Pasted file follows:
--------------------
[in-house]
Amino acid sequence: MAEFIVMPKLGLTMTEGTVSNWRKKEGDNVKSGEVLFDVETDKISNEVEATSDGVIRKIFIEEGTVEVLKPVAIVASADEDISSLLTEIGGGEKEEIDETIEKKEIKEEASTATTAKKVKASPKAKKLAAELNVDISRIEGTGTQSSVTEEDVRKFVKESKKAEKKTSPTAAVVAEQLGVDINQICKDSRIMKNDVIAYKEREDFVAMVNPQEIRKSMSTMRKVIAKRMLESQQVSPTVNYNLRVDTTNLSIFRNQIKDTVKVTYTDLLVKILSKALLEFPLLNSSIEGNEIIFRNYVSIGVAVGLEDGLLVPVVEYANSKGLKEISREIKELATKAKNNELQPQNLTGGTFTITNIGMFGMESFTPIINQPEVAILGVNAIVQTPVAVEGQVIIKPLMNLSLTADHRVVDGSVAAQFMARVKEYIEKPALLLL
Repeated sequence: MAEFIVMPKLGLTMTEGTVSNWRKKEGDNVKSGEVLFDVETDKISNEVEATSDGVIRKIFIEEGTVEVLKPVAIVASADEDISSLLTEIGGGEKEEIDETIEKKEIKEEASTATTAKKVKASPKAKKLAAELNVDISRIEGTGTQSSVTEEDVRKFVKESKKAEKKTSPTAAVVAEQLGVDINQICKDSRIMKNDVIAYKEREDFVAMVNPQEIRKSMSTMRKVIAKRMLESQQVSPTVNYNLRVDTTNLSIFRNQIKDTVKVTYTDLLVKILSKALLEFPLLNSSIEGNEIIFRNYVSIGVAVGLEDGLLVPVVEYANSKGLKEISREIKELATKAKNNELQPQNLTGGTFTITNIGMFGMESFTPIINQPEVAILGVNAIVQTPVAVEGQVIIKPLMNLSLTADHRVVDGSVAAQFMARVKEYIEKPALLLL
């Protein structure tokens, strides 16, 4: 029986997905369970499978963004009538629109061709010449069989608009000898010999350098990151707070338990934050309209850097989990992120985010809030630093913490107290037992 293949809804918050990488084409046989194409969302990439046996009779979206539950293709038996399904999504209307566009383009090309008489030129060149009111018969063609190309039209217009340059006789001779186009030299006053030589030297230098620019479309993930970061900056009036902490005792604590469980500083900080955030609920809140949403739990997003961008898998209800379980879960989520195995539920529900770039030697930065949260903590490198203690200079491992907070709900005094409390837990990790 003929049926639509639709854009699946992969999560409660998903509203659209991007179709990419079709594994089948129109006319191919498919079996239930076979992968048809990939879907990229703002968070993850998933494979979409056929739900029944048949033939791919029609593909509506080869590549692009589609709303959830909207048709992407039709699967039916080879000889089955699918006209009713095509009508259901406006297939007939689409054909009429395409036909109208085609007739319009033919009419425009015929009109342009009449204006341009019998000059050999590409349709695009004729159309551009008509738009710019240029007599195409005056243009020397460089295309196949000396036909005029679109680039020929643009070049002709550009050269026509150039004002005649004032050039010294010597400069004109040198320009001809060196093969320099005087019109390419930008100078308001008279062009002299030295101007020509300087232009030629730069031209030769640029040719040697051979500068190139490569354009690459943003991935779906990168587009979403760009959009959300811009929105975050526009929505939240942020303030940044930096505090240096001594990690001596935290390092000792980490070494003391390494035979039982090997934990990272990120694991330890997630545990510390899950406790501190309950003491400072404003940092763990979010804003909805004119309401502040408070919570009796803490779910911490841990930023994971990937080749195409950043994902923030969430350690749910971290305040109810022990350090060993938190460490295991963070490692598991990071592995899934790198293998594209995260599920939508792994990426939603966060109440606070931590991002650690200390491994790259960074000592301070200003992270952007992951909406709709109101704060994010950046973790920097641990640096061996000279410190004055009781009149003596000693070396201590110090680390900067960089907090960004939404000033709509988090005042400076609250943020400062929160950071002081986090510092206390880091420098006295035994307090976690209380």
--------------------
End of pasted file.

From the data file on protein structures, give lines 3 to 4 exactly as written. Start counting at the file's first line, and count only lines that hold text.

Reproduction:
Repeated sequence: MAEFIVMPKLGLTMTEGTVSNWRKKEGDNVKSGEVLFDVETDKISNEVEATSDGVIRKIFIEEGTVEVLKPVAIVASADEDISSLLTEIGGGEKEEIDETIEKKEIKEEASTATTAKKVKASPKAKKLAAELNVDISRIEGTGTQSSVTEEDVRKFVKESKKAEKKTSPTAAVVAEQLGVDINQICKDSRIMKNDVIAYKEREDFVAMVNPQEIRKSMSTMRKVIAKRMLESQQVSPTVNYNLRVDTTNLSIFRNQIKDTVKVTYTDLLVKILSKALLEFPLLNSSIEGNEIIFRNYVSIGVAVGLEDGLLVPVVEYANSKGLKEISREIKELATKAKNNELQPQNLTGGTFTITNIGMFGMESFTPIINQPEVAILGVNAIVQTPVAVEGQVIIKPLMNLSLTADHRVVDGSVAAQFMARVKEYIEKPALLLL
């Protein structure tokens, strides 16, 4: 029986997905369970499978963004009538629109061709010449069989608009000898010999350098990151707070338990934050309209850097989990992120985010809030630093913490107290037992 293949809804918050990488084409046989194409969302990439046996009779979206539950293709038996399904999504209307566009383009090309008489030129060149009111018969063609190309039209217009340059006789001779186009030299006053030589030297230098620019479309993930970061900056009036902490005792604590469980500083900080955030609920809140949403739990997003961008898998209800379980879960989520195995539920529900770039030697930065949260903590490198203690200079491992907070709900005094409390837990990790 003929049926639509639709854009699946992969999560409660998903509203659209991007179709990419079709594994089948129109006319191919498919079996239930076979992968048809990939879907990229703002968070993850998933494979979409056929739900029944048949033939791919029609593909509506080869590549692009589609709303959830909207048709992407039709699967039916080879000889089955699918006209009713095509009508259901406006297939007939689409054909009429395409036909109208085609007739319009033919009419425009015929009109342009009449204006341009019998000059050999590409349709695009004729159309551009008509738009710019240029007599195409005056243009020397460089295309196949000396036909005029679109680039020929643009070049002709550009050269026509150039004002005649004032050039010294010597400069004109040198320009001809060196093969320099005087019109390419930008100078308001008279062009002299030295101007020509300087232009030629730069031209030769640029040719040697051979500068190139490569354009690459943003991935779906990168587009979403760009959009959300811009929105975050526009929505939240942020303030940044930096505090240096001594990690001596935290390092000792980490070494003391390494035979039982090997934990990272990120694991330890997630545990510390899950406790501190309950003491400072404003940092763990979010804003909805004119309401502040408070919570009796803490779910911490841990930023994971990937080749195409950043994902923030969430350690749910971290305040109810022990350090060993938190460490295991963070490692598991990071592995899934790198293998594209995260599920939508792994990426939603966060109440606070931590991002650690200390491994790259960074000592301070200003992270952007992951909406709709109101704060994010950046973790920097641990640096061996000279410190004055009781009149003596000693070396201590110090680390900067960089907090960004939404000033709509988090005042400076609250943020400062929160950071002081986090510092206390880091420098006295035994307090976690209380």